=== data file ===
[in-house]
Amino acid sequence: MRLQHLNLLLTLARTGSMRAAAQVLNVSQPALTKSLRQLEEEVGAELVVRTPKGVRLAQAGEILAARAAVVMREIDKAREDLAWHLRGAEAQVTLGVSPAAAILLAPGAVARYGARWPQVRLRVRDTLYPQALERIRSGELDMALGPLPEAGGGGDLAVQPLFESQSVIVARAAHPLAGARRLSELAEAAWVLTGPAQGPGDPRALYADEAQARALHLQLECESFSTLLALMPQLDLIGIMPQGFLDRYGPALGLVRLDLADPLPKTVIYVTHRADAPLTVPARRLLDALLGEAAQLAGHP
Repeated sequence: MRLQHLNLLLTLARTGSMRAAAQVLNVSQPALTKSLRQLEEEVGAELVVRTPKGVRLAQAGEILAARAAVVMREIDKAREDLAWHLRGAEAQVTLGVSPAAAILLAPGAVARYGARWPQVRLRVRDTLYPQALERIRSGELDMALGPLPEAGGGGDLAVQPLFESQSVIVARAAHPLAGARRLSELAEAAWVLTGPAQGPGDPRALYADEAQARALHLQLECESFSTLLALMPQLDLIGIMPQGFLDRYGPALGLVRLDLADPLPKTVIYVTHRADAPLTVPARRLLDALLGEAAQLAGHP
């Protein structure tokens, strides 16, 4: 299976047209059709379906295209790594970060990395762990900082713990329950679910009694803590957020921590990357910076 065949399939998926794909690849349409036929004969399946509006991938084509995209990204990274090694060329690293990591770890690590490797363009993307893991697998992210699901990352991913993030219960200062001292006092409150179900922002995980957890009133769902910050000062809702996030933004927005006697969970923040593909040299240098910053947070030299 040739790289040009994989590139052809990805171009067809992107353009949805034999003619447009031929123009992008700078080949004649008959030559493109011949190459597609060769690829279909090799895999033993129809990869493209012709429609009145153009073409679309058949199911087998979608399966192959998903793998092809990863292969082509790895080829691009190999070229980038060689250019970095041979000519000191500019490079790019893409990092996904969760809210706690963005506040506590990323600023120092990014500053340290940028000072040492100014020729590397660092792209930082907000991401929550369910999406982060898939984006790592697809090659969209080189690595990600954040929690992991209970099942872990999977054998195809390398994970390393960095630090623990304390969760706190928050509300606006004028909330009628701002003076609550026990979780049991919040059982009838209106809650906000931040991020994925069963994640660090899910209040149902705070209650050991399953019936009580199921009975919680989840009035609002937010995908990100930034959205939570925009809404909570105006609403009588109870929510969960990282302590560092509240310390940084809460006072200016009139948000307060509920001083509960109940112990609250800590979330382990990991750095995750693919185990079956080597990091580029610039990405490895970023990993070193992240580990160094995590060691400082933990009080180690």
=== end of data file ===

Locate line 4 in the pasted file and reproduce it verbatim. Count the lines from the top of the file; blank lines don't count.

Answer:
């Protein structure tokens, strides 16, 4: 299976047209059709379906295209790594970060990395762990900082713990329950679910009694803590957020921590990357910076 065949399939998926794909690849349409036929004969399946509006991938084509995209990204990274090694060329690293990591770890690590490797363009993307893991697998992210699901990352991913993030219960200062001292006092409150179900922002995980957890009133769902910050000062809702996030933004927005006697969970923040593909040299240098910053947070030299 040739790289040009994989590139052809990805171009067809992107353009949805034999003619447009031929123009992008700078080949004649008959030559493109011949190459597609060769690829279909090799895999033993129809990869493209012709429609009145153009073409679309058949199911087998979608399966192959998903793998092809990863292969082509790895080829691009190999070229980038060689250019970095041979000519000191500019490079790019893409990092996904969760809210706690963005506040506590990323600023120092990014500053340290940028000072040492100014020729590397660092792209930082907000991401929550369910999406982060898939984006790592697809090659969209080189690595990600954040929690992991209970099942872990999977054998195809390398994970390393960095630090623990304390969760706190928050509300606006004028909330009628701002003076609550026990979780049991919040059982009838209106809650906000931040991020994925069963994640660090899910209040149902705070209650050991399953019936009580199921009975919680989840009035609002937010995908990100930034959205939570925009809404909570105006609403009588109870929510969960990282302590560092509240310390940084809460006072200016009139948000307060509920001083509960109940112990609250800590979330382990990991750095995750693919185990079956080597990091580029610039990405490895970023990993070193992240580990160094995590060691400082933990009080180690």